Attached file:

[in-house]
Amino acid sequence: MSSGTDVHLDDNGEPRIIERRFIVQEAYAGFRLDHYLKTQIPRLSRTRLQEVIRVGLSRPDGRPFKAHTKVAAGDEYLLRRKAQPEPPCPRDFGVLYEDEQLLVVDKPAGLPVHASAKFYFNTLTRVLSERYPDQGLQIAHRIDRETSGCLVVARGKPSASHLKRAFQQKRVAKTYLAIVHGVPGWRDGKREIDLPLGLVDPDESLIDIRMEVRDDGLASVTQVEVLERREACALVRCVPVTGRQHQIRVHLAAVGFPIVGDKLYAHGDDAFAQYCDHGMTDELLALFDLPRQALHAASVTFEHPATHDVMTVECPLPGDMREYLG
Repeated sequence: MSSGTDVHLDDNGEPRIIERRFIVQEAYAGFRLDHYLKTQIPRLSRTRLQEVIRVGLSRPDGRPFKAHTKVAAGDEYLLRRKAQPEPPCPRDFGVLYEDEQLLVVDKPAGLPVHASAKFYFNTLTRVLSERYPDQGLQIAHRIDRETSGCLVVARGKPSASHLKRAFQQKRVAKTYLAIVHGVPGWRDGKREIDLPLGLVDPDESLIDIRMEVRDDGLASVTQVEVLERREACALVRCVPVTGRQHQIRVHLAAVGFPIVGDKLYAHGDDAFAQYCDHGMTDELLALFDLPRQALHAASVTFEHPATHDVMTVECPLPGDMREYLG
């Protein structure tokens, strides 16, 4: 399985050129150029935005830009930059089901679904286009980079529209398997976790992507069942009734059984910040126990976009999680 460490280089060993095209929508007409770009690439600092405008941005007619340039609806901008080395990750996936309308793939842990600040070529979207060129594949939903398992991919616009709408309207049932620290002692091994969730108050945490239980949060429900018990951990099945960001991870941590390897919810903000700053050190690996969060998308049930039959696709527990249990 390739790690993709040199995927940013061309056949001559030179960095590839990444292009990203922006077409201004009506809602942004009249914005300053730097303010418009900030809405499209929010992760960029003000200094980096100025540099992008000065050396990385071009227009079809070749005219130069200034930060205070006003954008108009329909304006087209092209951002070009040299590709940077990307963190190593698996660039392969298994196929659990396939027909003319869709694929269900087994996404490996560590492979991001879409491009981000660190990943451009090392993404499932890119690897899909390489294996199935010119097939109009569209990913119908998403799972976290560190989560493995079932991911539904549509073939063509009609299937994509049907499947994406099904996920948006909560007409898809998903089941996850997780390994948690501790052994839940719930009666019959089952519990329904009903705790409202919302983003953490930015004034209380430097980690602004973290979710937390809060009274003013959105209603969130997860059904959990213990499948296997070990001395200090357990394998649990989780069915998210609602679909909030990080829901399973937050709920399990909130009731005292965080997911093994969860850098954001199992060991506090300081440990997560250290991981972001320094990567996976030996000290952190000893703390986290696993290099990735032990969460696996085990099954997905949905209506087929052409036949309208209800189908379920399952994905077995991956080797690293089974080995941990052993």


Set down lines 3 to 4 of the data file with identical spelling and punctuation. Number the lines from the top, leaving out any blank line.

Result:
Repeated sequence: MSSGTDVHLDDNGEPRIIERRFIVQEAYAGFRLDHYLKTQIPRLSRTRLQEVIRVGLSRPDGRPFKAHTKVAAGDEYLLRRKAQPEPPCPRDFGVLYEDEQLLVVDKPAGLPVHASAKFYFNTLTRVLSERYPDQGLQIAHRIDRETSGCLVVARGKPSASHLKRAFQQKRVAKTYLAIVHGVPGWRDGKREIDLPLGLVDPDESLIDIRMEVRDDGLASVTQVEVLERREACALVRCVPVTGRQHQIRVHLAAVGFPIVGDKLYAHGDDAFAQYCDHGMTDELLALFDLPRQALHAASVTFEHPATHDVMTVECPLPGDMREYLG
């Protein structure tokens, strides 16, 4: 399985050129150029935005830009930059089901679904286009980079529209398997976790992507069942009734059984910040126990976009999680 460490280089060993095209929508007409770009690439600092405008941005007619340039609806901008080395990750996936309308793939842990600040070529979207060129594949939903398992991919616009709408309207049932620290002692091994969730108050945490239980949060429900018990951990099945960001991870941590390897919810903000700053050190690996969060998308049930039959696709527990249990 390739790690993709040199995927940013061309056949001559030179960095590839990444292009990203922006077409201004009506809602942004009249914005300053730097303010418009900030809405499209929010992760960029003000200094980096100025540099992008000065050396990385071009227009079809070749005219130069200034930060205070006003954008108009329909304006087209092209951002070009040299590709940077990307963190190593698996660039392969298994196929659990396939027909003319869709694929269900087994996404490996560590492979991001879409491009981000660190990943451009090392993404499932890119690897899909390489294996199935010119097939109009569209990913119908998403799972976290560190989560493995079932991911539904549509073939063509009609299937994509049907499947994406099904996920948006909560007409898809998903089941996850997780390994948690501790052994839940719930009666019959089952519990329904009903705790409202919302983003953490930015004034209380430097980690602004973290979710937390809060009274003013959105209603969130997860059904959990213990499948296997070990001395200090357990394998649990989780069915998210609602679909909030990080829901399973937050709920399990909130009731005292965080997911093994969860850098954001199992060991506090300081440990997560250290991981972001320094990567996976030996000290952190000893703390986290696993290099990735032990969460696996085990099954997905949905209506087929052409036949309208209800189908379920399952994905077995991956080797690293089974080995941990052993």